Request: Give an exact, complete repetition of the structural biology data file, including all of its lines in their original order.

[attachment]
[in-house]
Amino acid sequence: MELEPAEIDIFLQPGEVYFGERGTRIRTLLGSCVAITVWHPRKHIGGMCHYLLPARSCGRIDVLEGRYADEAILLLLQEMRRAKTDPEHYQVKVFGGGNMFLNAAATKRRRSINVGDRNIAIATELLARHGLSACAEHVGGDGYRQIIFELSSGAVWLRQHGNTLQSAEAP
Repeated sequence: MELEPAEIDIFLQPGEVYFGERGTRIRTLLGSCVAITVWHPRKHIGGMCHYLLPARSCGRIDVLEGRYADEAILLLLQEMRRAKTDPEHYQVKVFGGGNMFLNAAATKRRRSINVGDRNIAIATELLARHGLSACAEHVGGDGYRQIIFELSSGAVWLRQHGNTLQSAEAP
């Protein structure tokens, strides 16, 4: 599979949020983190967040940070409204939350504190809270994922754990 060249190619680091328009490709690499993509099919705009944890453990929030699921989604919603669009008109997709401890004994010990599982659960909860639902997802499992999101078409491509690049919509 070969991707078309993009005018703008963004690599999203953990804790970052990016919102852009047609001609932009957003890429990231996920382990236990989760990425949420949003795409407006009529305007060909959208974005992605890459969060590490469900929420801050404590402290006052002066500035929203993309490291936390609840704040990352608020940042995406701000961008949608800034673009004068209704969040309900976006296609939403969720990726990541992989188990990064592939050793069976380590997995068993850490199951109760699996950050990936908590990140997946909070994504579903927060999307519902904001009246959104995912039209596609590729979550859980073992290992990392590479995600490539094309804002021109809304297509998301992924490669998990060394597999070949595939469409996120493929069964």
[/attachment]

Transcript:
[in-house]
Amino acid sequence: MELEPAEIDIFLQPGEVYFGERGTRIRTLLGSCVAITVWHPRKHIGGMCHYLLPARSCGRIDVLEGRYADEAILLLLQEMRRAKTDPEHYQVKVFGGGNMFLNAAATKRRRSINVGDRNIAIATELLARHGLSACAEHVGGDGYRQIIFELSSGAVWLRQHGNTLQSAEAP
Repeated sequence: MELEPAEIDIFLQPGEVYFGERGTRIRTLLGSCVAITVWHPRKHIGGMCHYLLPARSCGRIDVLEGRYADEAILLLLQEMRRAKTDPEHYQVKVFGGGNMFLNAAATKRRRSINVGDRNIAIATELLARHGLSACAEHVGGDGYRQIIFELSSGAVWLRQHGNTLQSAEAP
């Protein structure tokens, strides 16, 4: 599979949020983190967040940070409204939350504190809270994922754990 060249190619680091328009490709690499993509099919705009944890453990929030699921989604919603669009008109997709401890004994010990599982659960909860639902997802499992999101078409491509690049919509 070969991707078309993009005018703008963004690599999203953990804790970052990016919102852009047609001609932009957003890429990231996920382990236990989760990425949420949003795409407006009529305007060909959208974005992605890459969060590490469900929420801050404590402290006052002066500035929203993309490291936390609840704040990352608020940042995406701000961008949608800034673009004068209704969040309900976006296609939403969720990726990541992989188990990064592939050793069976380590997995068993850490199951109760699996950050990936908590990140997946909070994504579903927060999307519902904001009246959104995912039209596609590729979550859980073992290992990392590479995600490539094309804002021109809304297509998301992924490669998990060394597999070949595939469409996120493929069964």